No time to relax
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You know, whenever I get even moderately complacent, the Drug Policy Alliance
is always there to remind me that we're so thoroughly screwed right now that it's kind of hard to believe:
It's the day after Christmas in 2001. You're 21 years old. After finally putting your 18-month-old daughter to sleep, you're relaxing in your favorite recliner, nodding off in the flickering light of the television show you're only half-watching and the string of Christmas lights around your front window. When you hear the sounds of someone trying to kick in your door, you run to your daughter's bedroom; when someone does break in and kick down her bedroom door, you shoot. It turns out the man you shot is the (white) police chief's son, and as he dies of internal bleeding en route to the hospital you (a black man) are arrested, beaten so badly your bleed from your ear for a week, and are put on death row for five years (until a judge overturns what was a wrongful sentencing). The drugs the cops were looking for (using a warrant that named no one in your household) were never found. This is the case of Mississippian Corey Maye, who is still locked up.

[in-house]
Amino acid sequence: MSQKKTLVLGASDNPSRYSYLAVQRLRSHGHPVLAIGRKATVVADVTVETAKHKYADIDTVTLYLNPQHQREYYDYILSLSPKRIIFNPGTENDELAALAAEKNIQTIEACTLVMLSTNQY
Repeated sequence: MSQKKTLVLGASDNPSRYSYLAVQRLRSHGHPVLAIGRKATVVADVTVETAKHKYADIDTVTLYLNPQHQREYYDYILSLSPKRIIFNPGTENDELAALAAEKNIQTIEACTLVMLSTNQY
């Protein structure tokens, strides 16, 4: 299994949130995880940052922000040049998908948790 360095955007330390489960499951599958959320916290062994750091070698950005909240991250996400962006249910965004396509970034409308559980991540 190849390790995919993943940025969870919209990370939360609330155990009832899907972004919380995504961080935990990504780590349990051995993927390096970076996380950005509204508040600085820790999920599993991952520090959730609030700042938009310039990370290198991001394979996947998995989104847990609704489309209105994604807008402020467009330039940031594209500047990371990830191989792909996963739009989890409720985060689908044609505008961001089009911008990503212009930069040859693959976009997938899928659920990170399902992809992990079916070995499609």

Or: you are 57 years old, getting ready for work in mid-May 2003. It's shortly after six in the morning. A battering ram breaks down your door, and in gets tossed a flash grenade. You can't breathe, you're coughing, and the police don't believe you - they're looking for a stash of drugs and guns they'll never find. Taking no notice of your worsening condition, they handcuff you, and in little more than an hour, though you're finally on the way to the hospital, the heart attack caused by this traumatic violation takes your life. This was Alberta Spruill, a church volunteer and city worker in Harlem.
Or it's November 2006. You're a fierce 92-year-old woman, frightened by the sounds of someone prying off the burglar bars that cover your front door, but determined to protect your home: when your door is broken down you fire one shot at the intruders, before being shot 39 times, handcuffed and left to die while the police (who are the intruders, and as it turns out, have broken down the wrong door) realize their mistake and plant drugs in your basement. This was Kathryn Johnston of northwest Atlanta; two of the cops responsible for her death pled guilty to manslaughter last year, and a third was recently convicted of lying in the cover-up.
Yep, the hits just keep on coming.